"This gives the wealth management clients information about what we perceive as the issues with these lower-rated products,” Hoven said.

Mercer

When it comes to hitting the mark for quality and experience of personnel, Mercer is at the top of its game. The research house received the highest ratings in this category, with 67 per cent giving the personnel the top ranking ‘above average’.

It also attained an ‘average’ rating from 33 per cent of survey respondents.

Marianne Feeley, principal at Mercer, attributed its quality in this area to the fact that its researchers have an average of 14 years experience in the financial services industry. Researchers are also organised into four asset class boutiques: equity, bonds, real estate and alternatives, in order to create sector specialists.

“Within each boutique researchers collaborate to ensure consistency of views and also to leverage experience in any one geography so that our expertise is available to clients in all geographies.

"Researchers also communicate across boutiques on specialised investment types or on issues that are not particular to one asset class,” Feeley said.

Mercer fared well in the turnaround time it delivered to fund managers, but improvements could be made, with 33 per cent giving the research house a good rating in the category. 50 per cent said it was average.

“Once the due diligence is complete, Mercer researchers aim to produce a review and to recommend a rating within four weeks.

"Because our research is first and foremost for our clients, we do not have specific timelines for communications of ratings to fund managers. However, we are happy to provide feedback to the manager if they contact us after our review is complete,” she said.

Morningstar

Research house Morningstar performed reasonably well in the 2010 Rate the Raters survey, faring better in some categories and below average in others.

However, it must be noted that the firm has a slightly different business model in that it does not run a pay-for-review ratings process and its clients are advisers and financial planners as opposed to fund managers.

That said, respondents rated Morningstar reasonably well with a 6 per cent voting score of ‘excellent’ for turnaround time and a further 44 per cent vote for a ‘good’ performance in this category.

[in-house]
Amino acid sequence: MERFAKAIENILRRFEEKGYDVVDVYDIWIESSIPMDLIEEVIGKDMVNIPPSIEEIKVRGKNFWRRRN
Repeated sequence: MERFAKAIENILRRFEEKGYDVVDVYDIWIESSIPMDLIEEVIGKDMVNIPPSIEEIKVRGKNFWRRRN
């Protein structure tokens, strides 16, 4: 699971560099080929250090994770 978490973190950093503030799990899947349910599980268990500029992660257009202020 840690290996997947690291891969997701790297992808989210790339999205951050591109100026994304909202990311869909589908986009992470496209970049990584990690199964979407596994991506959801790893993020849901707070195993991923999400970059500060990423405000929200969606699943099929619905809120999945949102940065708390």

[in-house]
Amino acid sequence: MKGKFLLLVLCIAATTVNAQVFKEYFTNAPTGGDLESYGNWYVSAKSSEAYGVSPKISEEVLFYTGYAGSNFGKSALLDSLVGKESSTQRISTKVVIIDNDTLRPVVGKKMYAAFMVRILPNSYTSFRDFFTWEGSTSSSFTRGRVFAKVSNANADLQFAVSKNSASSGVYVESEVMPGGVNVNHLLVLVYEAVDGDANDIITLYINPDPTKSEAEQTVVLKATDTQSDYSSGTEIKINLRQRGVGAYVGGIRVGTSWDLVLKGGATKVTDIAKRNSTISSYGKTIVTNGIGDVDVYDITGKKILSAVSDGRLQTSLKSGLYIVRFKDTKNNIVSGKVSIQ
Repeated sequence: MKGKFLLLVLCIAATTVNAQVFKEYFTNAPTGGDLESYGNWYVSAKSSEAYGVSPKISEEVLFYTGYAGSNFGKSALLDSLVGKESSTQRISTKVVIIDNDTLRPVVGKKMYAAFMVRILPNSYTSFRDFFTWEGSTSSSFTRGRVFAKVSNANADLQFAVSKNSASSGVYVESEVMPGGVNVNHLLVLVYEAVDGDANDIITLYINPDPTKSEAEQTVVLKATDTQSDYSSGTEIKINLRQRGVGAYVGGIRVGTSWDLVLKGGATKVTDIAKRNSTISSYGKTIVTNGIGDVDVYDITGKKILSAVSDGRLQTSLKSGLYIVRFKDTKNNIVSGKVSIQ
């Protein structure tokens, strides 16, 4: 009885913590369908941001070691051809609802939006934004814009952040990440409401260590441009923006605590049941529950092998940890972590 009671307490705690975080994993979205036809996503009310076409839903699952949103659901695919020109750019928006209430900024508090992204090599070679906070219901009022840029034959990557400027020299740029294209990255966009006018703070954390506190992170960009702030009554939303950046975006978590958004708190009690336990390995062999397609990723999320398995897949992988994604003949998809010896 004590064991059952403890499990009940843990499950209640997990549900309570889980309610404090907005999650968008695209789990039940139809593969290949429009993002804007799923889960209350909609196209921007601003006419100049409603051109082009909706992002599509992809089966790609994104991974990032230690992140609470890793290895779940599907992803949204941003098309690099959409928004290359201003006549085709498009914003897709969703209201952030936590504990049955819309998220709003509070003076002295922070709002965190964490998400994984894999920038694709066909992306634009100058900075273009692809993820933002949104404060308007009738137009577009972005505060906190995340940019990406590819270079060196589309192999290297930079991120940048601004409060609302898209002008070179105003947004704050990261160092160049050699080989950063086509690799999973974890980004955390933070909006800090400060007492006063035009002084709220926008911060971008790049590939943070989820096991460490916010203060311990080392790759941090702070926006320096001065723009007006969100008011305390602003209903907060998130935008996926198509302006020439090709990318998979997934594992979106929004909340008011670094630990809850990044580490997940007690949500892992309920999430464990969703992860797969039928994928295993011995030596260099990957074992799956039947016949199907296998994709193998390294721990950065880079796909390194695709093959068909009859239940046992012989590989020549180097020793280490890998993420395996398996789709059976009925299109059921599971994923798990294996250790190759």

Chris Douglas, co-head of fund research at Morningstar, said he believed the results were fair but stressed there would be improvements.

“Given the recent expansion of our team and new client-focused initiatives, we expect to see further improvement in this area going forward.

"We have been placing increased emphasis on turnaround time in the past six months and we think it’s vital to communicate our investment views on a fund manager into the market in a prompt fashion, rather than just have an old report sitting in the shelf,” he said.

Douglas added that as part of these plans to improve turnaround time, Morningstar had committed to updating its ‘highly recommended’ and ‘recommended’ reports every six months since the beginning of 2009.

The research house added that when it came to the transparency of its ratings, it was likely to score below others in the peer group as the publication of both favourable and unfavourable assessments makes it different from other research houses.

Van Eyk

Another research house that operates a different business model to many of its peers is van Eyk. The research house does not accept fees and has long been perceived as a slightly different type of researcher.

Van Eyk is still well regarded in many categories and scored highly in the length of time it spends with fund dealer groups and the number of products it rates.

The research houses’ research methodology is still highly regarded; 16 per cent of survey respondents considered its methodology excellent, while 47 per cent rated it ‘good’.

Mark Thomas, chief executive at van Eyk, said: “We feel that an important distinction between van Eyk’s research methodology and others is that we have a subscriber model in which no manager pays for a review.

"No other major rater does this and virtually no other major credit rating agency does this. Independence of analysis is therefore a major distinguishing factor for van Eyk.”

While van Eyk scored highly in the quality of personnel category in last year’s survey, the plethora of changes at the firm over the last 12 months has clearly taken its toll, with the firm failing to perform as well as its peers in this category.

Although van Eyk received 17 per cent in the ‘above average’ category and 61 per cent in the ‘average’ category, almost a quarter of survey respondents (22 per cent) placed van Eyk in the ‘below average’ field.

“While there has been an ‘above average’ level of change at van Eyk last year we’ve increased our market share with the appointment to AMP Financial Planning.

"This tender process was against a broad universe of competitors in the research market and was an exhaustive process focusing heavily on quality of personnel and independence of process.”